Fauré Technique- Tutorial » Discussions


  • Leader
    April 24, 2011

    Welcome Everyone,


    Roll up your sleeves and let's get started learning

    the "Faure Enameling Technique" - If you have any questions, please feel free to ask.

    Step #1

    Clean the copper piece thoroughly.
    In this process, copper is used as a base, because it  has the same expansion as glass.
    Its  thickness  must  be ( 1/30 IN  ) in order  to  prevent distortions  of  the  metal  subjected  to thermal  shocks following  numerous  firing. 

    Step #2 & 3

    The copper vase is  covered inside and outside with a coating of transparent powdered enamel, called " flux" , and is  then fired at 16OO° F.

    Fire two layers of copper flux applied over “liquid tragacanth gum”, simultaneously with two layers on the inside. The interior has to be perfectly covered to avoid problems afterwards. The inside is painted with the gum and the interior filled with powder enamel, emptying the excess by turning the piece.

    The second coat acts both as a protection from corrosion, and also as a base on to which subsequent decoration will be added

    Step #4 -Silver Foil & Fire

     Apply the silver foil and fire.

    The Silver  foil  is  placed  on  the  surface  of  the  enamel.  The vase is then totally covered and fired  again  to adhere the foil.

    Step #6- Flux & Fire

    Cover the foil with Soyer flux for silver and fire at around 700°C (1290 °F).

    Step #7 & 8 - Transfer of Design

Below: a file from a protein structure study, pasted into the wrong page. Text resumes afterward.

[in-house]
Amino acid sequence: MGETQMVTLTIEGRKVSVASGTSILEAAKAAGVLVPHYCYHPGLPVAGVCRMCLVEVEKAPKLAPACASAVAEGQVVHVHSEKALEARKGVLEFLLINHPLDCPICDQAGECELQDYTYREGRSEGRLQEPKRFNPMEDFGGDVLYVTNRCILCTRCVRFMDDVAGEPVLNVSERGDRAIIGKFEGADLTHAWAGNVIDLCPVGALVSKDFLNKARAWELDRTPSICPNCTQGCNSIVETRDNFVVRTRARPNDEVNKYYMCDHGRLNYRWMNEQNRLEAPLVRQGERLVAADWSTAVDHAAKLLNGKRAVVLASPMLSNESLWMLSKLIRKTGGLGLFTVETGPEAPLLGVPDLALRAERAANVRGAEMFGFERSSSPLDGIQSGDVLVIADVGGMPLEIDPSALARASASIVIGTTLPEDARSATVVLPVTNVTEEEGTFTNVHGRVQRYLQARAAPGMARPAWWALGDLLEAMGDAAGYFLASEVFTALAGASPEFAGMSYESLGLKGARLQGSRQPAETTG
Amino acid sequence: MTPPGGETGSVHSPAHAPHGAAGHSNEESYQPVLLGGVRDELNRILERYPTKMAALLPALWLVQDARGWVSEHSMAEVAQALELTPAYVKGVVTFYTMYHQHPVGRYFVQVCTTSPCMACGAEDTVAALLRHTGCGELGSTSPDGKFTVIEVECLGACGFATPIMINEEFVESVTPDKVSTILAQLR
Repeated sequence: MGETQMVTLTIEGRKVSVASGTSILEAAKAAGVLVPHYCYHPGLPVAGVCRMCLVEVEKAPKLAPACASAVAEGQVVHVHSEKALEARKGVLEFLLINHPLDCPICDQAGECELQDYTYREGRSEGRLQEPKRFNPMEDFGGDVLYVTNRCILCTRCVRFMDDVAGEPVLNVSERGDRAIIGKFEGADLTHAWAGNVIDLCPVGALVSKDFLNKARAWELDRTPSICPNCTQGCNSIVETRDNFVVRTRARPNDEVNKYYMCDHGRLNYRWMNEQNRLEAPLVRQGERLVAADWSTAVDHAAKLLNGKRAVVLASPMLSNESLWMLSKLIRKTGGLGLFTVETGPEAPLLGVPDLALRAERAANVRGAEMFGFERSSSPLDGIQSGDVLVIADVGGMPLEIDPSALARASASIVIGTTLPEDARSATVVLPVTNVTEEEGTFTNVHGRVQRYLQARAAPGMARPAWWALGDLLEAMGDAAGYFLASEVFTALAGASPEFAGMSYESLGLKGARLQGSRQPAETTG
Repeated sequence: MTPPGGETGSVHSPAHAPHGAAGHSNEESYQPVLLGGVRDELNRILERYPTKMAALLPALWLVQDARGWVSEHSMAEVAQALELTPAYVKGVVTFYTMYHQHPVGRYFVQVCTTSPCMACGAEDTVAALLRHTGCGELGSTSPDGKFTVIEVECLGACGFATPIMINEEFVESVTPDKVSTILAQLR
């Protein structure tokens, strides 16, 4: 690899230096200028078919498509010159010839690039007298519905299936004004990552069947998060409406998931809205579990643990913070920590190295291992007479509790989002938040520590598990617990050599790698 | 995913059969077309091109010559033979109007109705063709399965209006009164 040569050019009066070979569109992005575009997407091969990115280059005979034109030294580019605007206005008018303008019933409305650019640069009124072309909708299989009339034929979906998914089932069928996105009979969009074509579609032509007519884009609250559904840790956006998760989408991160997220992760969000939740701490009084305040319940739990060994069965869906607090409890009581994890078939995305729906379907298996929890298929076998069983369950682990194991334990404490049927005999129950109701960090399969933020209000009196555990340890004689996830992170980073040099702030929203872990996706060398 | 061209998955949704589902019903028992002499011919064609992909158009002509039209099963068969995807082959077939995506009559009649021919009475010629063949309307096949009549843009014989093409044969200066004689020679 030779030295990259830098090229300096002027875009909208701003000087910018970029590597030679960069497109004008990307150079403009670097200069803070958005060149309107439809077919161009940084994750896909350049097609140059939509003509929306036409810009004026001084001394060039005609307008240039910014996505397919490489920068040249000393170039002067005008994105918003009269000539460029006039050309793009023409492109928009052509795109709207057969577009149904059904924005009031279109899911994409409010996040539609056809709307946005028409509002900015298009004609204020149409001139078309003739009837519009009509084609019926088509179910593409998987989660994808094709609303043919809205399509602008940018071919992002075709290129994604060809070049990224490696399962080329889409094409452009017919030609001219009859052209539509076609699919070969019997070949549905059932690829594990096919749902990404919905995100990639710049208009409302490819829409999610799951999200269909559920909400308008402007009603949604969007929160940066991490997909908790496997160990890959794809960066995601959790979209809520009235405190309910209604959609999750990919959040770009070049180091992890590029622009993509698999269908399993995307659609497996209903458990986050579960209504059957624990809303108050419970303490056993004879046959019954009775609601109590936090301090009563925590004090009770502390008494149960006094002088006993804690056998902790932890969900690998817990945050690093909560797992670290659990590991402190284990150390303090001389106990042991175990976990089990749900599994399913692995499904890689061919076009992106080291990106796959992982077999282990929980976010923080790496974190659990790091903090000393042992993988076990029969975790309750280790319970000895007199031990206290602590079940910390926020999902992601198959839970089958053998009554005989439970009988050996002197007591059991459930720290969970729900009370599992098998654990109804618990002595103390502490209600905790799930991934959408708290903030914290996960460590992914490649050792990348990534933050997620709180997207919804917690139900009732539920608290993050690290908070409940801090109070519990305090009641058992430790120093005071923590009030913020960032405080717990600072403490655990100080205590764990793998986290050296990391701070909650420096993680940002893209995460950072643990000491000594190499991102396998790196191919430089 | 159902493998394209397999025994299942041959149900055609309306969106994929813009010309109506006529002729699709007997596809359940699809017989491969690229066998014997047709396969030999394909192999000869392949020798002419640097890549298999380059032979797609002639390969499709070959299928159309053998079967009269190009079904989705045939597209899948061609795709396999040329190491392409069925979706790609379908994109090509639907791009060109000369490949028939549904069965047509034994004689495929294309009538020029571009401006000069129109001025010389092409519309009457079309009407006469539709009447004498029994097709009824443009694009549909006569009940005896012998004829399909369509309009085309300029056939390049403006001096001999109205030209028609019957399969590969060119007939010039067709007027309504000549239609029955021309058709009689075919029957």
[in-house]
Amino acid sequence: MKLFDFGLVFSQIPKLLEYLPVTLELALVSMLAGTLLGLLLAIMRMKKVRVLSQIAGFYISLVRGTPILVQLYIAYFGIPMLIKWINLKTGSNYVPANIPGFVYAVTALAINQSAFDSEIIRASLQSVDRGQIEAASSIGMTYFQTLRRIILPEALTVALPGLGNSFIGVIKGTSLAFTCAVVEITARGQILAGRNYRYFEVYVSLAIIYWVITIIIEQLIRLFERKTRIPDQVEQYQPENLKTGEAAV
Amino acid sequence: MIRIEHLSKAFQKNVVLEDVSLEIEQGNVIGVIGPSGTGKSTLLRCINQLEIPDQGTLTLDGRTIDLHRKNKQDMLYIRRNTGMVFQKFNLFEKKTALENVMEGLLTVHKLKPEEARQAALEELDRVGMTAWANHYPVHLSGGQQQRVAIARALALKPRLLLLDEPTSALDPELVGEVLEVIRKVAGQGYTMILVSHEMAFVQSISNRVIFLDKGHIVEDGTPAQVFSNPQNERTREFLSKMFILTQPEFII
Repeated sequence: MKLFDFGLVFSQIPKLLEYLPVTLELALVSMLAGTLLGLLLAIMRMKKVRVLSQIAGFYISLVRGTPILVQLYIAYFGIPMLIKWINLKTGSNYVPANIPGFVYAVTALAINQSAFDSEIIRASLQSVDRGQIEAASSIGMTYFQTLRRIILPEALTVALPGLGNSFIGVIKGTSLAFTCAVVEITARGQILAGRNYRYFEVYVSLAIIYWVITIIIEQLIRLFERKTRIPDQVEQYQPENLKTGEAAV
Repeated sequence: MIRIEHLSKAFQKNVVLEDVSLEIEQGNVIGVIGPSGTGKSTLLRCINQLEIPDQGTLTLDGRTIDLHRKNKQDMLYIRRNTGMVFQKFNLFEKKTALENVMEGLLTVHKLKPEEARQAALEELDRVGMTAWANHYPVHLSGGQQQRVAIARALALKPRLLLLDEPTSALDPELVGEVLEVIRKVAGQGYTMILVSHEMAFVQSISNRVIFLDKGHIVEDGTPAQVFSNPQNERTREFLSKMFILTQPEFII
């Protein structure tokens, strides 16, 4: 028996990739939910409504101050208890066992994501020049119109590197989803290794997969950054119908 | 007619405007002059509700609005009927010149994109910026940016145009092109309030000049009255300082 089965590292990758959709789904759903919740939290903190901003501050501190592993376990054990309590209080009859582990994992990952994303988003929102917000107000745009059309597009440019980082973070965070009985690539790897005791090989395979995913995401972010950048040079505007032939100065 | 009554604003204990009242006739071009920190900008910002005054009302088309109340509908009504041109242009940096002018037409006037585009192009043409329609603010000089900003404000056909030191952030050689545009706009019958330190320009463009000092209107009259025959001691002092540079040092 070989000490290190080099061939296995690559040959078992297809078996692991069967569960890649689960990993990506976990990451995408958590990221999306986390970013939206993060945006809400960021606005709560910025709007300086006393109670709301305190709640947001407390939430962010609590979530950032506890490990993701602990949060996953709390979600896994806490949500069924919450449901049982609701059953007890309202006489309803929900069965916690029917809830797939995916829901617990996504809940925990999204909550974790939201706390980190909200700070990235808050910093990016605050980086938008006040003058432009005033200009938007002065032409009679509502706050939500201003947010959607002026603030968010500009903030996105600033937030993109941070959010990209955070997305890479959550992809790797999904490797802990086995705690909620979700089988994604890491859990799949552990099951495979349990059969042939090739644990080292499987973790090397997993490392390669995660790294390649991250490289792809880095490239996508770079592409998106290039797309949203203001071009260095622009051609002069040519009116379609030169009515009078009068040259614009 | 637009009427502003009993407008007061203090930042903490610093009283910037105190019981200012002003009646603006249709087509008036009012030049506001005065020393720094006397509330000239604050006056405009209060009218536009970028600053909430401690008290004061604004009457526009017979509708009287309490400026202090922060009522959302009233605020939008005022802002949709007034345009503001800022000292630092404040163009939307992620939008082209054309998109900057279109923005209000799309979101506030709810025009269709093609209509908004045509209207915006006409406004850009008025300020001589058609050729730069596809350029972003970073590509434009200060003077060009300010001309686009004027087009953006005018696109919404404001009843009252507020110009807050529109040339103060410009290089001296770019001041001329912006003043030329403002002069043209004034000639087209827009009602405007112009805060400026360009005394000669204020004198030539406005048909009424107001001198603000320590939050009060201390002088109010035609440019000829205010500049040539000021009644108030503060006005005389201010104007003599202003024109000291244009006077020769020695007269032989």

At this stage, the design of the drawing of the vase is essential. It is important to create a precise and harmonious decoration to sign its aesthetics  by  covering  the vase perfectly.
    As the central decoration can be made twice, three times and more, the vase is placed on its drawing which has been first divided and lines  are  traced on the surface of the vase.
    This enables the artist to have points of reference during the work but, moreover ,to have a very precise construction.
    After the drawing has been transferred and the surface of the vase divided into regular sections, the pattern is directly painted with a  china paint.
    The line must be very thin " it takes about 12 hours to transfer the drawing anto the vase "

     Draw the design with a compatible medium. I use cobalt blue overglaze china paint mixed with very pure “térébenthine” (turpentine). I pour the turpentine into a wide bowl to evaporate, until a “honey” consistency is reached for mixing. For a floral design I paint directly over the fired silver foil, but if the design is geometric it has to be drawn with the exact measurements to fit the curvature of the piece. Fire.

    Step #9 - Adding Enamel Color

    Enamel is  a  mixture  of  silica, red  lead, potassium  and  sodium, which  are  melted  together  at  a  high  temperature. 
    The resulting  compound  is then  ground  finely  to  produce  a  colourless  powder called " flux ", which  is  more  similar to cristal than to glass.
    The colours are  produced  by  the  addition  of  different metallic oxides to this  basic  powder.
    The following  colours  are  obtained  with:
    Manganese oxides give black and violet colours... 
    Iron oxides give yellow...
    Green and brown colours...
    Chromium and copper oxides give emerald colours...
    Gold oxides give roses and purple...
    Cobalt oxides give blue colours.

     Apply pre-washed transparent enamels (mesh 80) mixed with the water and gum in very thin layers. I apply the enamel with a palette knife. Fire. I only use Soyer enamels from Cristallerie de Saint-Paul (Limoges, France). Reds and pinks are never applied directly over the foil to avoid a reaction with the silver. The entire surface has to be covered all at one time (it takes me about six hours per layer). The surface cannot be completely dry before the whole surface is covered, because the enamel would fall down.